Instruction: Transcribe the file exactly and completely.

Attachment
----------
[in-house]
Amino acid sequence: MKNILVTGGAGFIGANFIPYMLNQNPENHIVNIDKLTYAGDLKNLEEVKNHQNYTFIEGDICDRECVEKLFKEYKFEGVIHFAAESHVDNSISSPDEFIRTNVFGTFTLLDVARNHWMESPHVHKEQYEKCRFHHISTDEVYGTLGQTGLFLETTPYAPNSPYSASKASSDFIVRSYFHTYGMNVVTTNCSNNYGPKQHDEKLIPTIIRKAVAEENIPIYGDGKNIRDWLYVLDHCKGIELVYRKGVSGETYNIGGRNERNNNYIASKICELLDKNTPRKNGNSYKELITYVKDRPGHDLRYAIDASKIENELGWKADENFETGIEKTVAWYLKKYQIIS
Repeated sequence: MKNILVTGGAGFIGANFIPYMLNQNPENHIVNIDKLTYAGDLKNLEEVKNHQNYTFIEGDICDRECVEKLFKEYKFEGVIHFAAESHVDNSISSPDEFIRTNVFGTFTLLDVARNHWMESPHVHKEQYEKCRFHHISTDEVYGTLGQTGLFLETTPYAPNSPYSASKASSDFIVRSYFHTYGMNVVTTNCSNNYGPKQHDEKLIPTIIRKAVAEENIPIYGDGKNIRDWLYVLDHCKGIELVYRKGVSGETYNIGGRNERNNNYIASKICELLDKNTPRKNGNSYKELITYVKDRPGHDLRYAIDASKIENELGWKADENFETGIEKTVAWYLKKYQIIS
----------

[in-house]
Amino acid sequence: MKNILVTGGAGFIGANFIPYMLNQNPENHIVNIDKLTYAGDLKNLEEVKNHQNYTFIEGDICDRECVEKLFKEYKFEGVIHFAAESHVDNSISSPDEFIRTNVFGTFTLLDVARNHWMESPHVHKEQYEKCRFHHISTDEVYGTLGQTGLFLETTPYAPNSPYSASKASSDFIVRSYFHTYGMNVVTTNCSNNYGPKQHDEKLIPTIIRKAVAEENIPIYGDGKNIRDWLYVLDHCKGIELVYRKGVSGETYNIGGRNERNNNYIASKICELLDKNTPRKNGNSYKELITYVKDRPGHDLRYAIDASKIENELGWKADENFETGIEKTVAWYLKKYQIIS
Repeated sequence: MKNILVTGGAGFIGANFIPYMLNQNPENHIVNIDKLTYAGDLKNLEEVKNHQNYTFIEGDICDRECVEKLFKEYKFEGVIHFAAESHVDNSISSPDEFIRTNVFGTFTLLDVARNHWMESPHVHKEQYEKCRFHHISTDEVYGTLGQTGLFLETTPYAPNSPYSASKASSDFIVRSYFHTYGMNVVTTNCSNNYGPKQHDEKLIPTIIRKAVAEENIPIYGDGKNIRDWLYVLDHCKGIELVYRKGVSGETYNIGGRNERNNNYIASKICELLDKNTPRKNGNSYKELITYVKDRPGHDLRYAIDASKIENELGWKADENFETGIEKTVAWYLKKYQIIS